These findings are important because, per the neonatal resuscitation program (NRP) guidelines, only one minute should be allotted for completing the initial monitoring steps to inform reevaluation and initiation of ventilation.

About the Patient Monitoring Business at Medtronic

Medtronic is working together with the global healthcare community to solve clinically meaningful problems, with technologies and solutions for blood oxygen management, respiratory compromise, and perioperative complications.

*The NellcorTM monitoring system should not be used as the sole basis for diagnosis or therapy and is intended only as an adjunct in patient assessment.

About the Journal of Perinatology Publication

Khoury R, Klinger G, Shir Y, Osovsky M, Bromiker R. Monitoring oxygen saturation and heart rate during neonatal transition. comparison between two different pulse oximeters and electrocardiography. J Perinatol. Nov. 30, 2020. [Epub ahead of print]. https://www.nature.com/articles/s41372-020-00881-y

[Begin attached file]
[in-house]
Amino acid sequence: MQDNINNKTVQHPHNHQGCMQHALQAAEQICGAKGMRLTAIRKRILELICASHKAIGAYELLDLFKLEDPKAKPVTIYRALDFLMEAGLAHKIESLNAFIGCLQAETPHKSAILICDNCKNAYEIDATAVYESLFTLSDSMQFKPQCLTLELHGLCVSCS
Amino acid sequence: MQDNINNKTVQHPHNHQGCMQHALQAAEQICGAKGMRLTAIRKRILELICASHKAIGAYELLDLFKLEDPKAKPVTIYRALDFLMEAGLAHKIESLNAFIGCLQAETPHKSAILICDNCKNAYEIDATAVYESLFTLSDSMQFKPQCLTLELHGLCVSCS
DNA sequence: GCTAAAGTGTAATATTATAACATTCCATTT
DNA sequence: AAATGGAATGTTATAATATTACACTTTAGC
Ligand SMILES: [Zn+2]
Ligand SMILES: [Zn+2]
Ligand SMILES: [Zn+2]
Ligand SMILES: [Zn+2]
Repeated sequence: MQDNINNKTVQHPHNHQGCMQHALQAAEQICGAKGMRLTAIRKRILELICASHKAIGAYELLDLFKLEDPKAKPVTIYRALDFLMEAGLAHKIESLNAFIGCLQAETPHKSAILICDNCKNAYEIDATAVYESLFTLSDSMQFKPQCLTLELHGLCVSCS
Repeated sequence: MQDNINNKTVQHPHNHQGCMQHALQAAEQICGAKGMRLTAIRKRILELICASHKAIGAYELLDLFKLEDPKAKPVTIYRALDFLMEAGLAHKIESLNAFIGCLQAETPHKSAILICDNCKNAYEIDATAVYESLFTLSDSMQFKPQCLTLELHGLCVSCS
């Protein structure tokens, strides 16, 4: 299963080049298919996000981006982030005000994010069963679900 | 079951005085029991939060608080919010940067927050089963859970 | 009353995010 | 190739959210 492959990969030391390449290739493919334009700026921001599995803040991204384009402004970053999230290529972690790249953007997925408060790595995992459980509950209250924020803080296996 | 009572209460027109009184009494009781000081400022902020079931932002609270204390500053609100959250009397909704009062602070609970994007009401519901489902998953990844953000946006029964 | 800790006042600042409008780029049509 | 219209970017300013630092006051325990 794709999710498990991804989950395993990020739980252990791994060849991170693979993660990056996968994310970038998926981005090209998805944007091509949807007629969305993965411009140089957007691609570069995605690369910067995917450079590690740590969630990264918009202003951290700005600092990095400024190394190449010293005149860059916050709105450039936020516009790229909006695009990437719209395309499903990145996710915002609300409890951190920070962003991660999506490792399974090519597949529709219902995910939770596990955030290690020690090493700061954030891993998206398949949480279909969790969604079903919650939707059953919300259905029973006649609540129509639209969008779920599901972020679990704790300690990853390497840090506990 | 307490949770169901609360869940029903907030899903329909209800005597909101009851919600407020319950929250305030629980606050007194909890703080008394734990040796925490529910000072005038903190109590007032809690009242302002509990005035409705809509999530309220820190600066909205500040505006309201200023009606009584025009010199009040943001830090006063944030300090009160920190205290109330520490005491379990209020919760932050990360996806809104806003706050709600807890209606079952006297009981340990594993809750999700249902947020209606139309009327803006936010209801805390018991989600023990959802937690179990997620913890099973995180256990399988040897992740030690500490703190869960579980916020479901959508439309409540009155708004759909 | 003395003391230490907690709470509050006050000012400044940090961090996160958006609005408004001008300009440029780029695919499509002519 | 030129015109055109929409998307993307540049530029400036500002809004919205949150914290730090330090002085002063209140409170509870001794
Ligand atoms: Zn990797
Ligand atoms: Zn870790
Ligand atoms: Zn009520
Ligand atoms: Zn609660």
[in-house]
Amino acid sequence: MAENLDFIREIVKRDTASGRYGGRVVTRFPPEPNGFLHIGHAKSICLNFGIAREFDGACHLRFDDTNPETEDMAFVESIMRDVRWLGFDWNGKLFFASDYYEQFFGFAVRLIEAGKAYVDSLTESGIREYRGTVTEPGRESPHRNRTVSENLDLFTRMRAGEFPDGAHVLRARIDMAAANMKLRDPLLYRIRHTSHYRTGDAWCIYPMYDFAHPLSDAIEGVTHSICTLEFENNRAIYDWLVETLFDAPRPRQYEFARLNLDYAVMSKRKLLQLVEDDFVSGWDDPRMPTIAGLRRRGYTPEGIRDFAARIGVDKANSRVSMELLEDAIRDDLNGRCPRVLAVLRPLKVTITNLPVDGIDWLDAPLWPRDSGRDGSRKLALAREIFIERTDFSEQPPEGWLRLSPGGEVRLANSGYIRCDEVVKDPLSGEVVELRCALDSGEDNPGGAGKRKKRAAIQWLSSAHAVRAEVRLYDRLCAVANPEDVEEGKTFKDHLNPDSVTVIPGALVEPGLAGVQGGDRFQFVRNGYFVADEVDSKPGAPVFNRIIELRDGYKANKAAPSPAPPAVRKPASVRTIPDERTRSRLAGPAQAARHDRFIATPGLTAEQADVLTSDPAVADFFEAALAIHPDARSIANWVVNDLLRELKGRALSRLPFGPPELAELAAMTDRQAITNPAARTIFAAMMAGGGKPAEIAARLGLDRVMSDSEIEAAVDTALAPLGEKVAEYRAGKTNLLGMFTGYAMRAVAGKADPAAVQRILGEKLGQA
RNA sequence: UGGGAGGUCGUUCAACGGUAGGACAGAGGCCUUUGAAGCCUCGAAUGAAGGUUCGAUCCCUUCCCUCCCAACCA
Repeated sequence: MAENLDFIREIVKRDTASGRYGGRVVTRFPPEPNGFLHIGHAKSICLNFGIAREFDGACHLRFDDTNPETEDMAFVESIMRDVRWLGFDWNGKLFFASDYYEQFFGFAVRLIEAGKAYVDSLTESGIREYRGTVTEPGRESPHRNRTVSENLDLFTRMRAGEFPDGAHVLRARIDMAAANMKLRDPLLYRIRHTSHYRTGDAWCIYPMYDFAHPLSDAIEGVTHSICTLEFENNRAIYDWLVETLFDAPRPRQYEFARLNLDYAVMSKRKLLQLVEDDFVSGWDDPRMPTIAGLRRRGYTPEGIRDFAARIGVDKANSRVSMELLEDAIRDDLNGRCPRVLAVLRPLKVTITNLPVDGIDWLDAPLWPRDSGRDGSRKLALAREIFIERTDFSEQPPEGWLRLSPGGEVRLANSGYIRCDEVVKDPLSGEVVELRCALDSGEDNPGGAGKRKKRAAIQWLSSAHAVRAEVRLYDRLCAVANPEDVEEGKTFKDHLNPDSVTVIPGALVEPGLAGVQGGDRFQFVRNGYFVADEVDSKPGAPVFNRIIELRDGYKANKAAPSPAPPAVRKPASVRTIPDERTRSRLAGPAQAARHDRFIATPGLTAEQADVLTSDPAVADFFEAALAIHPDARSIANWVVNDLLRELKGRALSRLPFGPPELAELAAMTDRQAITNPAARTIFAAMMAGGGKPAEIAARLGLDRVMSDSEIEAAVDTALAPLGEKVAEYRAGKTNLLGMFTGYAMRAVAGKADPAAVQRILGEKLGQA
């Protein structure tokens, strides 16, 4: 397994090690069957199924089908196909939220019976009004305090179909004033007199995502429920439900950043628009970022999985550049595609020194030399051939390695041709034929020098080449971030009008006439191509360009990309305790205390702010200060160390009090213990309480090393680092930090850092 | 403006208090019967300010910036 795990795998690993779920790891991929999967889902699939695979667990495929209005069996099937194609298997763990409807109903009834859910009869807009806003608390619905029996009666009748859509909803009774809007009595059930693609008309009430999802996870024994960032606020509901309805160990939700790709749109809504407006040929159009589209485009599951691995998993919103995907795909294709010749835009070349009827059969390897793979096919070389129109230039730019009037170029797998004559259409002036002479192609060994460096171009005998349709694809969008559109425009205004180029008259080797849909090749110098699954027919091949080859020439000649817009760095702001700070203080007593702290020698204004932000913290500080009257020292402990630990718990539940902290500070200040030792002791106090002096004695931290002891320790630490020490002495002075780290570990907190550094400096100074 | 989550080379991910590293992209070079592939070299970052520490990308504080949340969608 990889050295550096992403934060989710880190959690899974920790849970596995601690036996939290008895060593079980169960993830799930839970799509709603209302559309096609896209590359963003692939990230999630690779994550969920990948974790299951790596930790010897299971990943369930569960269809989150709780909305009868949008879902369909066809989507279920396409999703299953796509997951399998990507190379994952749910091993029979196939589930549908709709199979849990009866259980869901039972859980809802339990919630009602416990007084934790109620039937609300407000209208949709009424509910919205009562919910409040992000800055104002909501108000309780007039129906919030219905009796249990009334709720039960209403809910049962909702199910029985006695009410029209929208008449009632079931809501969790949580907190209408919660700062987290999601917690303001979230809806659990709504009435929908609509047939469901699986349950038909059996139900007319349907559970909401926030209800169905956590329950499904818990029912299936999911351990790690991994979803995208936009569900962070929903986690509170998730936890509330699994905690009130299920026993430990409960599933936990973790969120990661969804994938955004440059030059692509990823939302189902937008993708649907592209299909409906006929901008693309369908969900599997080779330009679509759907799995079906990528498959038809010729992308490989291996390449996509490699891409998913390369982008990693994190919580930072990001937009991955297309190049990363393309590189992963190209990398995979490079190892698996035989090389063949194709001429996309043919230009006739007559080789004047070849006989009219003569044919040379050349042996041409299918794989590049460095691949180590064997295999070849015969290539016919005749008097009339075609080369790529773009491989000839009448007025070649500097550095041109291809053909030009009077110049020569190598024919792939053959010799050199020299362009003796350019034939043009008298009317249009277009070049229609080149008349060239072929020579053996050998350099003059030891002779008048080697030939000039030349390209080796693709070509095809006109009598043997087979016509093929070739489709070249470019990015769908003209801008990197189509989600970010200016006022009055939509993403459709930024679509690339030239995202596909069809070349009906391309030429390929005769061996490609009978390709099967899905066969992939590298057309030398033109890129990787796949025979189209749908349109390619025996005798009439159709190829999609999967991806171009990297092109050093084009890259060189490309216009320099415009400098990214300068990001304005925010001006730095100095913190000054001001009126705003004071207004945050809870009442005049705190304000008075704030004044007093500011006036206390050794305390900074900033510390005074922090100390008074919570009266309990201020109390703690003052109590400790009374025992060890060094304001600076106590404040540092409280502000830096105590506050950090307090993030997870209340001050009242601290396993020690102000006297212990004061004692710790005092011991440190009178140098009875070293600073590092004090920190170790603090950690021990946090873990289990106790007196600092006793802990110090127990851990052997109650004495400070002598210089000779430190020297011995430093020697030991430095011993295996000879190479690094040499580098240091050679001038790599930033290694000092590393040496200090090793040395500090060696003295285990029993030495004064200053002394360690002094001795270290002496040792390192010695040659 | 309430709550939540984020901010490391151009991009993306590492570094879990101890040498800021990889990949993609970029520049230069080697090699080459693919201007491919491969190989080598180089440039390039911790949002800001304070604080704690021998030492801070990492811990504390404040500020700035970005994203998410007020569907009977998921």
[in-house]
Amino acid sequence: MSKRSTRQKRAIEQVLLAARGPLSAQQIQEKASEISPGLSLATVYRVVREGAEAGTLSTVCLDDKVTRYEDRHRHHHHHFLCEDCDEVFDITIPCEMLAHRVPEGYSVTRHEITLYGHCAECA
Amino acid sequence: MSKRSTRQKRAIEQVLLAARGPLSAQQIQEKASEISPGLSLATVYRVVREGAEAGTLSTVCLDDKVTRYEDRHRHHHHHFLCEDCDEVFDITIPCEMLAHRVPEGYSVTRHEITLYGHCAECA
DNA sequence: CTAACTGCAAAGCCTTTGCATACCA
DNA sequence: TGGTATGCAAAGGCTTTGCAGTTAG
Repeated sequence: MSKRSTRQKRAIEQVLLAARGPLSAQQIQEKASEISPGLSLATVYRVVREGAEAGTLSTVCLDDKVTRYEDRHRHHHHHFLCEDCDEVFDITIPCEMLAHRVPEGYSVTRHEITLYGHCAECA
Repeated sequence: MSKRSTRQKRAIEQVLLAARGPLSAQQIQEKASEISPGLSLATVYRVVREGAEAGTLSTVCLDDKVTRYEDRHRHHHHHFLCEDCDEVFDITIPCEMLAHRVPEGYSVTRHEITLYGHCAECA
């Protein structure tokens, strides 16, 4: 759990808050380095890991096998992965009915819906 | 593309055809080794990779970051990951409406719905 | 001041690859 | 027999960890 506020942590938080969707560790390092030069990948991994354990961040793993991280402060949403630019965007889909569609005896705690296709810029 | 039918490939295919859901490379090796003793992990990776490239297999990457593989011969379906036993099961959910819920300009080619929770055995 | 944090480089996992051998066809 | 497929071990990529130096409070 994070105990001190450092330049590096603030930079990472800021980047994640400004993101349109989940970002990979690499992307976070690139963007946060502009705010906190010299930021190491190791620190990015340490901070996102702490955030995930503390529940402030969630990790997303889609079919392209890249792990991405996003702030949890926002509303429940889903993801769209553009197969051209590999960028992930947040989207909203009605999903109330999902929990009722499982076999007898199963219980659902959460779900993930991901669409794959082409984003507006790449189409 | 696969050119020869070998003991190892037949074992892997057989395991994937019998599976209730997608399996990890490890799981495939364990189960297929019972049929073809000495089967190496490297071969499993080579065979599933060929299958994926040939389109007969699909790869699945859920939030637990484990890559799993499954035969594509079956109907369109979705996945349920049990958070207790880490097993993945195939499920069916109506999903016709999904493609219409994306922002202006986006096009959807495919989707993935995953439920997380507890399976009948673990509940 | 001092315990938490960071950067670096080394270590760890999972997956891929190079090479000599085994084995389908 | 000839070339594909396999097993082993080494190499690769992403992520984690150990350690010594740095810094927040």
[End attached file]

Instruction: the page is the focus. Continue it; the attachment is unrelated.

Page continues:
About Medtronic

Medtronic plc (www.medtronic.com), headquartered in Dublin, Ireland, is among the world’s largest medical technology, services and solutions companies – alleviating pain, restoring health and extending life for millions of people around the world. Medtronic employs more than 90,000 people worldwide, serving physicians, hospitals and patients in more than 150 countries. The company is focused on collaborating with stakeholders around the world to take healthcare Further, Together.

Any forward-looking statements are subject to risks and uncertainties such as those described in Medtronic’s periodic reports on file with the Securities and Exchange Commission. Actual results may differ materially from anticipated results.

Radical-7 and Pulse CO-Oximeter are registered trademarks of Masimo Corporation

SOURCE Medtronic plc